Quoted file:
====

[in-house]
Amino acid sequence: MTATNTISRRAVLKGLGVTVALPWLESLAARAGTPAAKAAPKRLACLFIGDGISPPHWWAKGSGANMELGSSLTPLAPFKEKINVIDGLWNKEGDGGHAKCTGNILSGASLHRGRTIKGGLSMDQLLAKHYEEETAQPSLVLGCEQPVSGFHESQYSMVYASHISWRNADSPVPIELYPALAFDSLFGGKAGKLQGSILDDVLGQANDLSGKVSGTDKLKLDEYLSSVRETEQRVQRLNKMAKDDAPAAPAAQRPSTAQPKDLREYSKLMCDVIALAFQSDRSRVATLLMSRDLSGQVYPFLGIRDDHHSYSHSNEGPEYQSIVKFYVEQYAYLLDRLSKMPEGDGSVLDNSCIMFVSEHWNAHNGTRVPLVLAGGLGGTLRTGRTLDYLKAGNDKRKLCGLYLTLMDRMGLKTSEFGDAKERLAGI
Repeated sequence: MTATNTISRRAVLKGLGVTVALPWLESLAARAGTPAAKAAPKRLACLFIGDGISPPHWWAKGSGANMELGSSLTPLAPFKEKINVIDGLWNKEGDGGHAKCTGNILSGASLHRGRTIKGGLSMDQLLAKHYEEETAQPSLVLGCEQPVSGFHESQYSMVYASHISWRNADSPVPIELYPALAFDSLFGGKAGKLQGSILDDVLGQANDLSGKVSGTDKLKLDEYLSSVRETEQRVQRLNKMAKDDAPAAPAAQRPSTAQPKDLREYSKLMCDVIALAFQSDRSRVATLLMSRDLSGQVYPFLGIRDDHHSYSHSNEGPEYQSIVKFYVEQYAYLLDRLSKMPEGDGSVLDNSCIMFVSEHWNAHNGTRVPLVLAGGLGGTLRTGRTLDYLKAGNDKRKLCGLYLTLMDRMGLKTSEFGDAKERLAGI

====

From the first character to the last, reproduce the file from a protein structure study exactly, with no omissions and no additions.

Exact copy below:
[in-house]
Amino acid sequence: MTATNTISRRAVLKGLGVTVALPWLESLAARAGTPAAKAAPKRLACLFIGDGISPPHWWAKGSGANMELGSSLTPLAPFKEKINVIDGLWNKEGDGGHAKCTGNILSGASLHRGRTIKGGLSMDQLLAKHYEEETAQPSLVLGCEQPVSGFHESQYSMVYASHISWRNADSPVPIELYPALAFDSLFGGKAGKLQGSILDDVLGQANDLSGKVSGTDKLKLDEYLSSVRETEQRVQRLNKMAKDDAPAAPAAQRPSTAQPKDLREYSKLMCDVIALAFQSDRSRVATLLMSRDLSGQVYPFLGIRDDHHSYSHSNEGPEYQSIVKFYVEQYAYLLDRLSKMPEGDGSVLDNSCIMFVSEHWNAHNGTRVPLVLAGGLGGTLRTGRTLDYLKAGNDKRKLCGLYLTLMDRMGLKTSEFGDAKERLAGI
Repeated sequence: MTATNTISRRAVLKGLGVTVALPWLESLAARAGTPAAKAAPKRLACLFIGDGISPPHWWAKGSGANMELGSSLTPLAPFKEKINVIDGLWNKEGDGGHAKCTGNILSGASLHRGRTIKGGLSMDQLLAKHYEEETAQPSLVLGCEQPVSGFHESQYSMVYASHISWRNADSPVPIELYPALAFDSLFGGKAGKLQGSILDDVLGQANDLSGKVSGTDKLKLDEYLSSVRETEQRVQRLNKMAKDDAPAAPAAQRPSTAQPKDLREYSKLMCDVIALAFQSDRSRVATLLMSRDLSGQVYPFLGIRDDHHSYSHSNEGPEYQSIVKFYVEQYAYLLDRLSKMPEGDGSVLDNSCIMFVSEHWNAHNGTRVPLVLAGGLGGTLRTGRTLDYLKAGNDKRKLCGLYLTLMDRMGLKTSEFGDAKERLAGI